Police boost air fleet

2507
New police minister Nathi Mthethwa says the acquisition of six Robinson R44 Raven II helicopters for the law enforcement agency is part of a build-up of capacity for the 2010 Soccer World Cup.
Speaking at a ceremony to mark the delivery of the first two rotorcraft, Mthethwa added the machines would add to the legacy of the sporting event as they will also be used in the ongoing fight against crime.
“Although the equipment being procured is essential in terms of upcoming major events, especially the Confederation Cup in 2009 and the World Cup in 2010, it was vital to ensure that the items could be used prior to and after the event for general crime prevention tasks,” Mthethwa said at the SA Police Service Air Wing base in Pretoria West. 
“This acquisition forms part of the procurement of various items of equipment to enhance our capacity to secure the 2010 FIFA World Cup in an efficient and professional manner.
“Other specialised equipment already on order include state-of-the-art water canons, body armour, portable cameras, high performance motor vehicles and surveillance equipment,” the new minister added.  
“Therefore, the R44 helicopters will be used for crime prevention flights, specialised operations and intelligence-driven operations before the major events, during those events and with a legacy well beyond the 2010 FIFA Soccer World Cup.”
He adds that the police Air Wing currently operate 31 other helicopters as well as a number of fixed wing aircraft.
“At this stage I would like to thank our airborne police officers – pilots, crew and technicians – for their commitment to fighting crime from the sky… I know that our pilots and their crew often risk their own lives when tracking down hardened criminals and are an invaluable asset to the SAPS.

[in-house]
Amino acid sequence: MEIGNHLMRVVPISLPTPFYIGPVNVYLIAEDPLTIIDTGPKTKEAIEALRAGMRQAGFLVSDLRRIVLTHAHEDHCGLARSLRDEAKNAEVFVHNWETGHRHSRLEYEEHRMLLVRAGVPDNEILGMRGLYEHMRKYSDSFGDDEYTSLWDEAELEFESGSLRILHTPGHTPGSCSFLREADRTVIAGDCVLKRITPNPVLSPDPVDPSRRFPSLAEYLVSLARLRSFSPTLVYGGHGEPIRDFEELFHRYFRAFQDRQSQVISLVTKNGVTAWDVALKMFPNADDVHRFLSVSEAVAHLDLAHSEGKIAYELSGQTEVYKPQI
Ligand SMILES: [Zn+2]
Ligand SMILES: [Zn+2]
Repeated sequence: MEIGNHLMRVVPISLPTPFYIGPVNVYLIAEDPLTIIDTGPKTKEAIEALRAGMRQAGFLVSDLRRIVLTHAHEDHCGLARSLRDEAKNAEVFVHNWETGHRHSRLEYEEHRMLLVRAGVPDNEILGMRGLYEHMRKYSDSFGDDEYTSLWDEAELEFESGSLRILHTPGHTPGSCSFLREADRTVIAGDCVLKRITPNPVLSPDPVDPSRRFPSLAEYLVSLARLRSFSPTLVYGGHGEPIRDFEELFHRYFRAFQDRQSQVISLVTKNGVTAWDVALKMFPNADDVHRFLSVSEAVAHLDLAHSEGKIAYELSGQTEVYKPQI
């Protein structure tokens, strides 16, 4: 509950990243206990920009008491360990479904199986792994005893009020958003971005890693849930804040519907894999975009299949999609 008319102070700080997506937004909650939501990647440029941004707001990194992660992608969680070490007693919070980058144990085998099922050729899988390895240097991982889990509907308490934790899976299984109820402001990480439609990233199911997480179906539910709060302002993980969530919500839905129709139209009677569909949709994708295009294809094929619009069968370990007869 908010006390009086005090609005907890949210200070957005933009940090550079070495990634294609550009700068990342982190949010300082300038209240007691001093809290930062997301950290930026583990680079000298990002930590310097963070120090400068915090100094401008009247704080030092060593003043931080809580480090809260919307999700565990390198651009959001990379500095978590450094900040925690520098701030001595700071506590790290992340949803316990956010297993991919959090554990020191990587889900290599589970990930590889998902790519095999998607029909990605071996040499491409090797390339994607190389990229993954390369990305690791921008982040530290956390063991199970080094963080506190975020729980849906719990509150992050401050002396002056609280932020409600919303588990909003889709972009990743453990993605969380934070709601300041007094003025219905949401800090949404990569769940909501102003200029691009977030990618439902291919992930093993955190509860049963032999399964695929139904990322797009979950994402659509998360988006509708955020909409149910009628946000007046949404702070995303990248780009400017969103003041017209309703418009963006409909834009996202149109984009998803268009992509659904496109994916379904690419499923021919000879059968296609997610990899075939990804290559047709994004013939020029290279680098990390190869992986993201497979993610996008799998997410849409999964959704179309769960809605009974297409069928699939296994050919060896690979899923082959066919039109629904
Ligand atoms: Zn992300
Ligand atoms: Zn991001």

The two Robinsons, as well as the four to be delivered, will be deployed in the various provinces on a rotational basis,” Mthethwa told his audience.
He also explained that the SAPS have been training their own pilots as part of a Designated Pilot Training Programme over the past four years “and that training is conducted in Robinson helicopters”.
The students fly 100 hours on the Robinson before progressing to the larger turbine helicopters of the SAPS.
The R44 Police Helicopter arrives ready for duty with specialised equipment, including an infrared imaging system, a searchlight and a dual audio controller for police radios.
“Once on patrol, the R44 can remain on station for up to three hours when fully fuelled. The powerful engine, coupled with an aerodynamic fuselage, enables the aircraft to cruise at up to 209 km/h. The R44 is a workhorse, able to fly 24 hours a day, seven days a week – ideally suited to police flying demands,” the minister enthused.
“My sincere thanks to all involved in the procurement of these amazing pieces of machinery – I trust that once all six are operational, they will make a positive impact on crime-fighting in South Africa and will prove to be major assets during the best Soccer World Cup ever.”
 
Police spokeswoman Director Sally de Beer adds that the low operating cost, quick turn around time and the manoeuvrability of the Robinson helicopters “will ensure that the SAPS utilises these helicopters on a frequent basis.”
De Beer says the SAPS Air Wing now operates thirteen Eurocopter BO105 twin helicopters, two Eurocopter BK117 twin-turbine helicopters, thirteen Eurocopter AS350 helicopters and three Hughes 500 helicopters.
“Some of these helicopters are also equipped with FLIR (forward looking infrared) cameras.”